A Few Parting Words

I’ve been present at many, many euthanasias. 

That probably sounds like the world’s most horrific nightmare to you. It is actually a valuable opportunity to help others find their way through an agonizing experience that virtually every pet owner will eventually face. Here are a few tips to help you make the best of things on what will definitely be a very challenging day.

Call ahead. In a waiting room full of barking dogs, when it feels like every eye is on you, voices often fail. Certain information will need to be obtained from you, and no one enjoys answering questions in a stressful situation. If your pet is the type to panic, ask the doctor toadminister a tranquilizer of some sort. It’s totally fine to be drowsy and relaxed on your last day. I myself am hoping for that sort of end.

If there’s a special toy or blanket that gives him comfort, bring it along. When preparing for the inevitable with a geriatric or chronically ill pet, why not teach him about music? Routinely playing a particular piece when he is comfortable and content may help him to stay calm during his final visit at the clinic. Be careful selecting the music, though, because you will not be able to listen to it again without tearing up.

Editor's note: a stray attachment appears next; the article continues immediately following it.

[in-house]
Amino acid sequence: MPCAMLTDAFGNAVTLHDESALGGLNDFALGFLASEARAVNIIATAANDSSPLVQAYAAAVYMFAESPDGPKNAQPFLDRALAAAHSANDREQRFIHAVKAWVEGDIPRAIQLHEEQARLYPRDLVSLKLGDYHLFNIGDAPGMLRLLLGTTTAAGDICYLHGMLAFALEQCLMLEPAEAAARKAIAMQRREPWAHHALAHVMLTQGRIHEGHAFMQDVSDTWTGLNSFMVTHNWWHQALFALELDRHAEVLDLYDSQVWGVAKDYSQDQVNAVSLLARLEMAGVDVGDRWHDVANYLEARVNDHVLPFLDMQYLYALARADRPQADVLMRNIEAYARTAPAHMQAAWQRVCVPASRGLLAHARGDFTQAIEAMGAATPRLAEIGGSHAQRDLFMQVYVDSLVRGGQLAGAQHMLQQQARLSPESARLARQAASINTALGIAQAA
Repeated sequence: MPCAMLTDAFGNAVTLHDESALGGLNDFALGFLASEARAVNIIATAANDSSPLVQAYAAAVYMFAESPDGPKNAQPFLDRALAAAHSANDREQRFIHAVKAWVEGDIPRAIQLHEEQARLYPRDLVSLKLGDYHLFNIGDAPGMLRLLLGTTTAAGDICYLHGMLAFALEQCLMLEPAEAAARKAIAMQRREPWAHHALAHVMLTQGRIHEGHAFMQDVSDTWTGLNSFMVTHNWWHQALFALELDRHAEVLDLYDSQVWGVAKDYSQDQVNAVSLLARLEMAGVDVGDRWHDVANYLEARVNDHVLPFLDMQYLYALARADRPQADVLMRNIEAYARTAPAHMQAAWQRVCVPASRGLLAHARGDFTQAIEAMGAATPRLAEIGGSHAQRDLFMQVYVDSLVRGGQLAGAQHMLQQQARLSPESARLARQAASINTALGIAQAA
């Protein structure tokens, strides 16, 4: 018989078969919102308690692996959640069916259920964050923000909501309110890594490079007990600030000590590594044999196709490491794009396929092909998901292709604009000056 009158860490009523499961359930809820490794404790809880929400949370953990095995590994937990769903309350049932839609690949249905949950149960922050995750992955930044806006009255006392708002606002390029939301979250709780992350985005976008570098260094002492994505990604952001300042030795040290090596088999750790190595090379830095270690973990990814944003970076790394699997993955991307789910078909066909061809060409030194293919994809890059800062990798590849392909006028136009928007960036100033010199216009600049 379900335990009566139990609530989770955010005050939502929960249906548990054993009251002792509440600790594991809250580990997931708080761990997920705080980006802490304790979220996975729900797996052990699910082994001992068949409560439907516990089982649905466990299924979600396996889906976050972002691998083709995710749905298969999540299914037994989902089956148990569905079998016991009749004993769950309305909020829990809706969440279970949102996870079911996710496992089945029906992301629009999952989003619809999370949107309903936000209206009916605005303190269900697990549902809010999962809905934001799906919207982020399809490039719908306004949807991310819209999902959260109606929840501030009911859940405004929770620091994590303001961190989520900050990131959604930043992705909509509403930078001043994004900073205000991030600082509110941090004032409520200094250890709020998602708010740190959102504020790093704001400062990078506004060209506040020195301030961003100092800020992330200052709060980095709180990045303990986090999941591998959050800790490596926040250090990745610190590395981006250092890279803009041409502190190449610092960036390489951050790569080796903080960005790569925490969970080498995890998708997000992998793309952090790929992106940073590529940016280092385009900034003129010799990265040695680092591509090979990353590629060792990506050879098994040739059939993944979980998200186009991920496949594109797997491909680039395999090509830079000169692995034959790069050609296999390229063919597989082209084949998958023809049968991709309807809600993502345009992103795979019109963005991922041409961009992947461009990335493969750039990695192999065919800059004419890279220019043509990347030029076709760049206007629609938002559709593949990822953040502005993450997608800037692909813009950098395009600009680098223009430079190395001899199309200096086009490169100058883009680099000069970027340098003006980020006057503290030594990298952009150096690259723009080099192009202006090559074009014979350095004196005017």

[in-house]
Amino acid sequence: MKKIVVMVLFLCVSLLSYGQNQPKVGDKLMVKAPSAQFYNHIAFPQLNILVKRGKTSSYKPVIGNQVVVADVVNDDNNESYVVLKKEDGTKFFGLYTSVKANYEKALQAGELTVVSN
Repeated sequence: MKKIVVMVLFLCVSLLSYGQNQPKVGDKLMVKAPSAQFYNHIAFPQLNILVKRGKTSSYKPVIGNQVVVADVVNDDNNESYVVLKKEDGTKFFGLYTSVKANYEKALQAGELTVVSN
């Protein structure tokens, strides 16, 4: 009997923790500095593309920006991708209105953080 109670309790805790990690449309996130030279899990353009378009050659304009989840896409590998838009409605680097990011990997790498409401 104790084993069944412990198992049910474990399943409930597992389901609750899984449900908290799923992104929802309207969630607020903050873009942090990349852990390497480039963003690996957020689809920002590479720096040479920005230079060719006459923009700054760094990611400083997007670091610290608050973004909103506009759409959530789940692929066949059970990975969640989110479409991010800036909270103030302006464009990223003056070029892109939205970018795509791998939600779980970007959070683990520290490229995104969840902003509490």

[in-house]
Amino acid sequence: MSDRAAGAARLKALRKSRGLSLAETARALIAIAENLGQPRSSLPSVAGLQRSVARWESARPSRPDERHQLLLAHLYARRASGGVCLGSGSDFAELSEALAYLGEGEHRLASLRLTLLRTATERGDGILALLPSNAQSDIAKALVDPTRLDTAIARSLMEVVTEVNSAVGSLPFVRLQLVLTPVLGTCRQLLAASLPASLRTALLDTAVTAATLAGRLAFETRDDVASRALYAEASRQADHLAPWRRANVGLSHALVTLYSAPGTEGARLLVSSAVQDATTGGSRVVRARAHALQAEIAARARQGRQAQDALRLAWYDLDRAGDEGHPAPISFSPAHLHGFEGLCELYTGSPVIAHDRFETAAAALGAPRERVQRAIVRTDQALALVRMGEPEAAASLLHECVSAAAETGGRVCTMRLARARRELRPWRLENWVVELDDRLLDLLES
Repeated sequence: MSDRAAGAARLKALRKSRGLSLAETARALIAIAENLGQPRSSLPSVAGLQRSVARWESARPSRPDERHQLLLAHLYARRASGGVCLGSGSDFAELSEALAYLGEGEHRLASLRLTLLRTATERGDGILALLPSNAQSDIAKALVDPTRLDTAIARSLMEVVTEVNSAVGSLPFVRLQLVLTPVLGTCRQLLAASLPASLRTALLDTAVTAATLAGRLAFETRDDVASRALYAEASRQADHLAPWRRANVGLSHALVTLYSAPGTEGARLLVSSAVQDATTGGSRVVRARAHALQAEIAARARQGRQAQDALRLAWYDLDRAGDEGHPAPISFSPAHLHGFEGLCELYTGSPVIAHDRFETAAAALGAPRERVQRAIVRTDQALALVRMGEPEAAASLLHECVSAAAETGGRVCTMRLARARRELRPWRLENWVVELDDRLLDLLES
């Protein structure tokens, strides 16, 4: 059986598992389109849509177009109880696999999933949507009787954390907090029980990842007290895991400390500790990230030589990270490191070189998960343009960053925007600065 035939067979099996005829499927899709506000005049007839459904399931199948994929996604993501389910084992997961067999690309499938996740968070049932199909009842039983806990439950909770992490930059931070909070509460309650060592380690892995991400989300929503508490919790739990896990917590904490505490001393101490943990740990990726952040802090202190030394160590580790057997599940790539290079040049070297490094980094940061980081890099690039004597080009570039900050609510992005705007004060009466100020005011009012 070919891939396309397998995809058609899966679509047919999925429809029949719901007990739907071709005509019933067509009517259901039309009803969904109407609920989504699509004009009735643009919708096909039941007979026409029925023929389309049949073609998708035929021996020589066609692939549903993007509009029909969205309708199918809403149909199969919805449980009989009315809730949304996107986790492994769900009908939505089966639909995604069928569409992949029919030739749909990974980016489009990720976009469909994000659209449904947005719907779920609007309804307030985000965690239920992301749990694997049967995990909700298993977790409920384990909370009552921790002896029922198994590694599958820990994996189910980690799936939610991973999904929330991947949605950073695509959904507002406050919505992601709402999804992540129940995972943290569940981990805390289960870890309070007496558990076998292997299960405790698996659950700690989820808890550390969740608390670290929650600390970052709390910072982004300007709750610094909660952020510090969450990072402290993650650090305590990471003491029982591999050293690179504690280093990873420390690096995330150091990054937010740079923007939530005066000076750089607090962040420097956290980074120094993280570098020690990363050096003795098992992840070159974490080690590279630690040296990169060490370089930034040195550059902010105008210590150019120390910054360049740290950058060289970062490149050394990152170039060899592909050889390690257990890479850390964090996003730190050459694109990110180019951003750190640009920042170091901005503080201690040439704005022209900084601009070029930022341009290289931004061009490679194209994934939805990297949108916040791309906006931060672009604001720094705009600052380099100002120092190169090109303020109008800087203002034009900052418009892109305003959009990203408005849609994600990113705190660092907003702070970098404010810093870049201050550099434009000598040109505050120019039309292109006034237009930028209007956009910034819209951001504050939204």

Is it okay to let him havea super special snack on his last day? Absolutely. Doctor’s orders. Just limit that junk food to the last hour or two before your appointment. Pizza and peanut buttercups invite chaos in the canine stomach, but it usually takes a couple of hours to brew up.

Now, this next part will be difficult; you must bebrave for your pet. When you drove your mother to an important medical procedure, what was your demeanor? Were you wide-eyed and panic-stricken, or did you assure her that everything will be fine inside this potentially scary building? Your pet is highly skilled at reading body language and interpreting your tone. He will be able to remain calm only if you remain calm.

Please remember that, as long as your pet is conscious, this visit is completely about him. Although it is natural (but virtually always unwarranted) to feel some guilt about the decision to euthanize, please don’t waste his valuable time dwelling on it. This isn’t about you.Our animals don’t understand (or care) if we lie to them; they adore us too much to ever bother with something so trivial. So if telling a few lieswill help you maintain your own composure, then by all means do so. Tell him there will be a pup cup after, or a trip to the park. Tell him it will just take a minute to finish up here. It will.

Your pet perceives his final visit to the clinic as “just another visit” to the clinic, but that in itself is a pretty taxing day for a dog or cat. Try your best to put his comfort before all else during this emotional experience, and you will never regret your efforts.

Dr. M.S. Regan